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Updated: January 23, 2023 Editorial

Editorial: Lower the Mass. cannabis tax rates

Operating a business in the Mass. cannabis industry is getting more difficult, and that’s not good for operators or the state. Generally, the more competitive a sector is, the greater the positives: Poor operators are weeded out, and competition lowers prices for consumers and leads to efficiency and innovation. Unfortunately, the marijuana industry started off with one foot stuck in the mud, due to onerous state regulations, which will continue to hamper the market as more out-of-state competition comes online.

The legal Massachusetts adult-use marijuana industry got off to a rough start in late 2016 and early 2017. This was due in no small part to the fact that key leaders – then Gov. Charlie Baker and Attorney General Maura Healey, now our governor – were strongly opposed to the ballot initiative, yet were in large part left in charge of its rollout, appointing members to the industry’s oversight body, the Cannabis Control Commission, which launched the industry in a heavily regulated manner. The result was a costly and time-consuming business licensing process, which ended up being friendlier to deep-pocketed applicants and not benefiting those adversely impacted by previous decades of the War on Drugs, which was the intent of the 2016 ballot initiative legalizing adult-use cannabis in the Bay State. In 2022, Baker signed a cannabis reform act to attempt to fix some of these problems.

Today the industry is facing additional hurdles, as WBJ Staff Writer Kevin Koczwara reports in his story "New challenges await the Massachusetts cannabis industry" from Jan. 23. Cannabis prices are nearing historic lows while the number of marijuana businesses continues to grow. Both of these are signs of a healthy market good for consumers, but they mean the industry will be less lucrative for individual operators who already have significant capital tied up through the costly permitting process. Interstate competition will soon heat up, now that Connecticut, New York, Maine, Vermont, and Rhode Island all have legalized recreational marijuana.

Threatening the state’s competitive position is the 20% tax on retail sales, which is comprised of a 10.75% state excise tax, a 6.25% state sales tax, and a 3% local excise tax. This is an insane rate almost no other industry would tolerate. Most other Northeast states are following Massachusetts' example and using their own convoluted formulas to arrive at a 20% tax rate. Maine, however, limits its marijuana sales tax to 10% and has the lowest per capita cannabis tax collections of any state and almost half of what Mass. collects, according to the Washington, D.C. think tank Urban Institute.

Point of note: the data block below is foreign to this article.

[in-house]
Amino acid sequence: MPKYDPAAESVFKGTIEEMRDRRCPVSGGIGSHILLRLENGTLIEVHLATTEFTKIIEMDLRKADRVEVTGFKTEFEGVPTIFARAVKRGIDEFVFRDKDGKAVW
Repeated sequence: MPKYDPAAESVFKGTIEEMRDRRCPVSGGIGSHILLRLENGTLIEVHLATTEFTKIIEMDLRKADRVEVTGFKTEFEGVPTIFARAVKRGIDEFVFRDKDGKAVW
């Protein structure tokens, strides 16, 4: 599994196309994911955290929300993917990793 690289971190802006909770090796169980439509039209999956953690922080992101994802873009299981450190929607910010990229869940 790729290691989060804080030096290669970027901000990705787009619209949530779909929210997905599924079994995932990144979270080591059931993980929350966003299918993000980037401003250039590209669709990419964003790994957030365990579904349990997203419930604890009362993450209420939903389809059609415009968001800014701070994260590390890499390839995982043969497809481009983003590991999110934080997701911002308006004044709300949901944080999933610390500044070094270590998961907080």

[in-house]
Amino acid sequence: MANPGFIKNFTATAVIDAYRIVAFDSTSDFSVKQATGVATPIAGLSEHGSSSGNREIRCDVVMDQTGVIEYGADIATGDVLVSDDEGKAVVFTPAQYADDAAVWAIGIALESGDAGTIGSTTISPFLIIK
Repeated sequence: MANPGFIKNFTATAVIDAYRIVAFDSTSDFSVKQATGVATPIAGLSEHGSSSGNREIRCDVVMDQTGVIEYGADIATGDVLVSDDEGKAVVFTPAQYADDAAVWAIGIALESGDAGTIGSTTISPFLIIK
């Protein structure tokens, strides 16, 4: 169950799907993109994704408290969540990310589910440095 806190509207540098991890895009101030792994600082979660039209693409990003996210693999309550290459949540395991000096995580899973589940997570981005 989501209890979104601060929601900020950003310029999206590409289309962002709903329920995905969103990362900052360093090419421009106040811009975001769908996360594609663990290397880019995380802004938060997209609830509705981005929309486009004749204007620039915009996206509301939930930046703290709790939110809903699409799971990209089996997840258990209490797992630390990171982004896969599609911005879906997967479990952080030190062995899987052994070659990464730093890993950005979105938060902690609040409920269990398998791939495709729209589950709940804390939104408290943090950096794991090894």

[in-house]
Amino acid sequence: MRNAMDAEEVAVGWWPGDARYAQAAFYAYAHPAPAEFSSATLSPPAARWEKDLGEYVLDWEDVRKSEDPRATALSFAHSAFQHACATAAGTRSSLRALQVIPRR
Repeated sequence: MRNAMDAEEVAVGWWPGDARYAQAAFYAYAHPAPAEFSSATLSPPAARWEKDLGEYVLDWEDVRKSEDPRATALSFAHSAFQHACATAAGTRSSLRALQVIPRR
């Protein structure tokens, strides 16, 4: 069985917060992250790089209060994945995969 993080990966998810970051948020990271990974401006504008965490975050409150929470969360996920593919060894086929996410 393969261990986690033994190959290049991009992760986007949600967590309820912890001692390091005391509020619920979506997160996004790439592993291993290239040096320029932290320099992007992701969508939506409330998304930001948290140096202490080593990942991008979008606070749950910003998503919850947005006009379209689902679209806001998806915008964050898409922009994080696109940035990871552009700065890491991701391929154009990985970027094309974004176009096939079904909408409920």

Back in 2016, the ballot initiative passed by voters called for a 12% tax on marijuana retail sales, which included a 3.75% state excise tax, the 6.25% state sales tax, and a 2% local excise tax. Let's aim toward that formula, as a starting point. Sin taxes, whether on alcohol, gambling, or cannabis, may rise above the normal rate of taxation but not so much we kill the golden goose.

The heavy regulation and high taxation in the initial phases of legal Massachusetts cannabis were driven largely by fears of a significant increase in the cost of public safety and other general societal threats, none of which have come to fruition. The state and its policymakers need to evolve their tax code to treat cannabis a little more like other legal industries. Prudent adjustments in the cannabis tax, over time, will help keep Massachusetts a step ahead of the competition and give operators a better chance to survive in a growingly competitive marketplace.

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Stephen Quist
January 23, 2023

Taking into account the obscenely high priced product to begin with and then the added 20% tax combined with an inferior product quality ensures the black market flourishes unabated.
The CCC is out of their league and should be disbanded and the entire oversight must be rebuilt from the ground up.
The black market thrives and the legal market dies is the ultimate end result maintaining the current status quo.

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